With over 2,000 judges, California probably has the largest court system in the world. Such a massive system -- directly employing about 19,000 people in over 500 buildings -- is an expensive operation. To ensure the efficient use of over $4 billion in public funds, it is essential that this juggernaut of a justice system only spends resources resolving disputes that are truly worthy of judicial attention. The goal of appropriately using taxpayer money is furthered by a familiar trio of justiciability doctrines: case and controversy, ripeness and mootness. Any case brought to court must satisfy all three doctrines or be summarily booted out of court on jurisdictional grounds. This applies to appeals too, of course.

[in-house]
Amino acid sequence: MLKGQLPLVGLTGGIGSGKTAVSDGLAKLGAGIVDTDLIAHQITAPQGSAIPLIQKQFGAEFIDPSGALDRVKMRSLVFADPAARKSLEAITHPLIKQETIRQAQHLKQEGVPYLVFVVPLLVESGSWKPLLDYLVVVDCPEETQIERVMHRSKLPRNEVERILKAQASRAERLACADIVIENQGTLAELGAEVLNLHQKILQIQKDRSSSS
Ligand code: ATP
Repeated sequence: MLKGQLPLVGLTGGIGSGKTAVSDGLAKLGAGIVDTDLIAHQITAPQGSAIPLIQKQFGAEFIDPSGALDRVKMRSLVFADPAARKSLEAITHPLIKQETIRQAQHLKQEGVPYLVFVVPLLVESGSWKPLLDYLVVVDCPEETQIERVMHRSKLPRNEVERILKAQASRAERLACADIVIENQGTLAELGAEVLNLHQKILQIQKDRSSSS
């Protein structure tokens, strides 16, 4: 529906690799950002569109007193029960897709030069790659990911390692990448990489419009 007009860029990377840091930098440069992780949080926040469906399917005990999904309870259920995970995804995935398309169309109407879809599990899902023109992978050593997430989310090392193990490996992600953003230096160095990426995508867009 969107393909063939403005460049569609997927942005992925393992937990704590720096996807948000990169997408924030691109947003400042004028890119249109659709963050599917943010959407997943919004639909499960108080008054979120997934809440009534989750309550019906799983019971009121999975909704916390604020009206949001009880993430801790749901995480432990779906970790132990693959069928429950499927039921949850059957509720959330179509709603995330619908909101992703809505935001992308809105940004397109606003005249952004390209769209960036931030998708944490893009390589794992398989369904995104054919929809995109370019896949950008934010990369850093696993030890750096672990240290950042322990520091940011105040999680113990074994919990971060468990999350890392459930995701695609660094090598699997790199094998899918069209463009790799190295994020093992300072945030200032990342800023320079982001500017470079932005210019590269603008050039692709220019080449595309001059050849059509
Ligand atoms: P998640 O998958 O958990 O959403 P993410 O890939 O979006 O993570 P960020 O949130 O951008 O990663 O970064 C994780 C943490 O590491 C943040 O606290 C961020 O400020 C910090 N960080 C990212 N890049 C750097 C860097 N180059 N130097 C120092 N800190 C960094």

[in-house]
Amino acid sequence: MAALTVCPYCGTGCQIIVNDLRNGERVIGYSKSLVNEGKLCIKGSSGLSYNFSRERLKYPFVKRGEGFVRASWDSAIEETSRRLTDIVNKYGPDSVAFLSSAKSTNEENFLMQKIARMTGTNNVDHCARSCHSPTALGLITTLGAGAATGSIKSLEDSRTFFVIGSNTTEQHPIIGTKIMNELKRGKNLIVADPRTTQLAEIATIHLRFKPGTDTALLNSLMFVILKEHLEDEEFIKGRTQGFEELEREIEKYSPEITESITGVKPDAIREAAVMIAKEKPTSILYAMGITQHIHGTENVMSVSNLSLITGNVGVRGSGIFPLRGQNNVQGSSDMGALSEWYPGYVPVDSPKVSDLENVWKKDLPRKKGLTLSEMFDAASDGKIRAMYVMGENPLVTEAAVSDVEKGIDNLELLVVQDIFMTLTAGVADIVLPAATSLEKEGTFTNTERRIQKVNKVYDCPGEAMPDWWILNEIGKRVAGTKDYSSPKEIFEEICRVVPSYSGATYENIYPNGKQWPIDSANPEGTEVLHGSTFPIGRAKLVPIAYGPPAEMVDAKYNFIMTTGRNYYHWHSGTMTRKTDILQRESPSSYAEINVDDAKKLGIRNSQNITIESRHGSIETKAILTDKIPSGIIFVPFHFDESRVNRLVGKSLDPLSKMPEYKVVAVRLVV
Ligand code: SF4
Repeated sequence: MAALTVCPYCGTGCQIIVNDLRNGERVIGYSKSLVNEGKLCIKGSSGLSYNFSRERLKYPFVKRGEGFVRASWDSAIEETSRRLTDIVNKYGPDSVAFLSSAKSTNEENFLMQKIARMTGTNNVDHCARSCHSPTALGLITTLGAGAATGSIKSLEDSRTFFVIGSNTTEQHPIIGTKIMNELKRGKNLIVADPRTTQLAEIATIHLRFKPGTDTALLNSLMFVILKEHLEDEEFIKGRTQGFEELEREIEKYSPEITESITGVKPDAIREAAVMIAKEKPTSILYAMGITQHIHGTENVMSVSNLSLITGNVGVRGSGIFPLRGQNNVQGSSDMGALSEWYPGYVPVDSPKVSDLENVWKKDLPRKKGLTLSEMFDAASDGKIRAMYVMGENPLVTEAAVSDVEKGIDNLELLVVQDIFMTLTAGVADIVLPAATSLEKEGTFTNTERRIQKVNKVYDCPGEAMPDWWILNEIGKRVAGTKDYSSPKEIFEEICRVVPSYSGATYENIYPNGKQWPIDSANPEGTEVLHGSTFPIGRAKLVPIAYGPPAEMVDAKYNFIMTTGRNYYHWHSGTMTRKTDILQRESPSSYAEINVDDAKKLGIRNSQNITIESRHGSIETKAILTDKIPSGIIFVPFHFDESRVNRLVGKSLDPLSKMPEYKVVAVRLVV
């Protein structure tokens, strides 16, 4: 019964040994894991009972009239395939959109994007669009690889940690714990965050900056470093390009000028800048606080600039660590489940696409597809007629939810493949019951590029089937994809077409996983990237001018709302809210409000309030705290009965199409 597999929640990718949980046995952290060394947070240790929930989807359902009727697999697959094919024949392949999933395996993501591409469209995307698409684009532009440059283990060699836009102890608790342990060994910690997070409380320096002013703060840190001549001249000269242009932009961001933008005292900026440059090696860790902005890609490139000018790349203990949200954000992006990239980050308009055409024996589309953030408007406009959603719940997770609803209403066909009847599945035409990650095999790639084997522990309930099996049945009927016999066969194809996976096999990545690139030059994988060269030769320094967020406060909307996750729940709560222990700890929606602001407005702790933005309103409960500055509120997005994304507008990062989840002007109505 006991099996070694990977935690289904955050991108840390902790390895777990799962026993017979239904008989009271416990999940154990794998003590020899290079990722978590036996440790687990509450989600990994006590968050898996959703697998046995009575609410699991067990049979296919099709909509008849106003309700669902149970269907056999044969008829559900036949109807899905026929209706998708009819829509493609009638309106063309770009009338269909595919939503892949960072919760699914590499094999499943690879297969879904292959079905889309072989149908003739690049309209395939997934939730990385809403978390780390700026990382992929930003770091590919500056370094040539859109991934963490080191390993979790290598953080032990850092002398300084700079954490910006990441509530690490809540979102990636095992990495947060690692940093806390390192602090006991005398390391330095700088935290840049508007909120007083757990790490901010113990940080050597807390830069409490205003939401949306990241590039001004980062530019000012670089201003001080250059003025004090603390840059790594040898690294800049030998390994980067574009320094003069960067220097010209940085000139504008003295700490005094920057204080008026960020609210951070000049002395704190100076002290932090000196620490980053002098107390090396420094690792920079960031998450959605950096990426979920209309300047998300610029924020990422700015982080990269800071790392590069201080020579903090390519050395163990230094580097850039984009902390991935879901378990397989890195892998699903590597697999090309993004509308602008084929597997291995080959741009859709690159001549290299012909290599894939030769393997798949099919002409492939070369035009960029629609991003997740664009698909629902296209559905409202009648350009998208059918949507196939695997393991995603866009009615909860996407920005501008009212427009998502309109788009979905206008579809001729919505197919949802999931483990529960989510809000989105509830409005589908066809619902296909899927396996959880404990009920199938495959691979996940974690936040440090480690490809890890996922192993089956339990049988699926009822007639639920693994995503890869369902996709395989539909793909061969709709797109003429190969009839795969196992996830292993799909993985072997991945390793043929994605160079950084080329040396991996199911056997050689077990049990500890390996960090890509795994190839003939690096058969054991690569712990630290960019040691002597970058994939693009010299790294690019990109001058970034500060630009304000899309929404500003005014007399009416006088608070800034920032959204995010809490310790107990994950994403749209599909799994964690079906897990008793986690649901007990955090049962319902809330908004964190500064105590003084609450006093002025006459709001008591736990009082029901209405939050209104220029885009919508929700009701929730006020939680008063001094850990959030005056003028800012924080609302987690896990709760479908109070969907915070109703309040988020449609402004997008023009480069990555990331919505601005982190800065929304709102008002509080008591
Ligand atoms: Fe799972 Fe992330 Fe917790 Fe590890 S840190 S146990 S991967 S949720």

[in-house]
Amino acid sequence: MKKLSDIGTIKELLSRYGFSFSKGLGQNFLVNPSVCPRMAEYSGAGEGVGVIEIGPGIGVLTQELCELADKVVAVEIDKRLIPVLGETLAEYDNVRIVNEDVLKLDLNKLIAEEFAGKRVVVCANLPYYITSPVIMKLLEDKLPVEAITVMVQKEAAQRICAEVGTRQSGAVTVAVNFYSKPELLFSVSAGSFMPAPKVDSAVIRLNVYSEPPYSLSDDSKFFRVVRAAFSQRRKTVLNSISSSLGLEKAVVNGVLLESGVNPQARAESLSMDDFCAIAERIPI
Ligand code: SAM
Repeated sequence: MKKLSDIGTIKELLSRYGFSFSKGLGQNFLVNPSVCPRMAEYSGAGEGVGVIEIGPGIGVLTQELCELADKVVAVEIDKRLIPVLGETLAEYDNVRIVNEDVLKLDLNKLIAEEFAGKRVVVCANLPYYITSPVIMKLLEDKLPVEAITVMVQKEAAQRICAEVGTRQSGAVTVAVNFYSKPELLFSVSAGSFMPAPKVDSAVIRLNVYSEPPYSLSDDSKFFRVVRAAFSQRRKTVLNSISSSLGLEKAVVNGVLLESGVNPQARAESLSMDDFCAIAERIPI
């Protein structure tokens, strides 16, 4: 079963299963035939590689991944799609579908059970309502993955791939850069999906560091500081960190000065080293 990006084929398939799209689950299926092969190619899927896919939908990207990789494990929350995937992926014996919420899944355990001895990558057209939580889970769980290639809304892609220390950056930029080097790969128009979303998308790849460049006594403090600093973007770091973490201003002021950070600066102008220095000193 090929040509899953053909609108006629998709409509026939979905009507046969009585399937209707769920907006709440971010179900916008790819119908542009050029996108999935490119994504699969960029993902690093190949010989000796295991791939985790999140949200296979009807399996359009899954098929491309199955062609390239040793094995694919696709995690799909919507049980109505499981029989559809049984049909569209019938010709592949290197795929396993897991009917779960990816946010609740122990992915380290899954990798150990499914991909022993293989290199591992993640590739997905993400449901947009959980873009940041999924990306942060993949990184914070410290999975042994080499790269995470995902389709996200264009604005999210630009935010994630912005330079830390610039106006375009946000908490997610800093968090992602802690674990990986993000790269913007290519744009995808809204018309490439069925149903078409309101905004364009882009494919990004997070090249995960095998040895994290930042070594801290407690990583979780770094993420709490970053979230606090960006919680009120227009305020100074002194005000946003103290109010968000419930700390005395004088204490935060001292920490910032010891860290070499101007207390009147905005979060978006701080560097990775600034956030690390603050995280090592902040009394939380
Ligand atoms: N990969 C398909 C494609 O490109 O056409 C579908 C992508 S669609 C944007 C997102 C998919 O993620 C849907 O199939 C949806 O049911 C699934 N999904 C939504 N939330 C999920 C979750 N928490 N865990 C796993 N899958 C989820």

By the time a case has progressed to an appellate court, the first two doctrines -- which focus on a case's front-end considerations ("is there really something to fight about?" and "is now the right time to fight?") -- have probably played themselves out. But mootness is a jurisdictional problem that can arise at any point during litigation, including on appeal. Indeed, perhaps especially on appeal, given how long appeals can take, and given that just about every day, some appellate court is dumping an appeal whose time has come and gone. Such dismissals are mandatory: "It is well settled that an appellate court will decide only actual controversies and that a live appeal may be rendered moot by events occurring after the notice of appeal was filed. We will not render opinions on moot questions." Building a Better Redondo, Inc. v. City of Redondo Beach, 203 Cal. App. 4th 852, 866 (2012).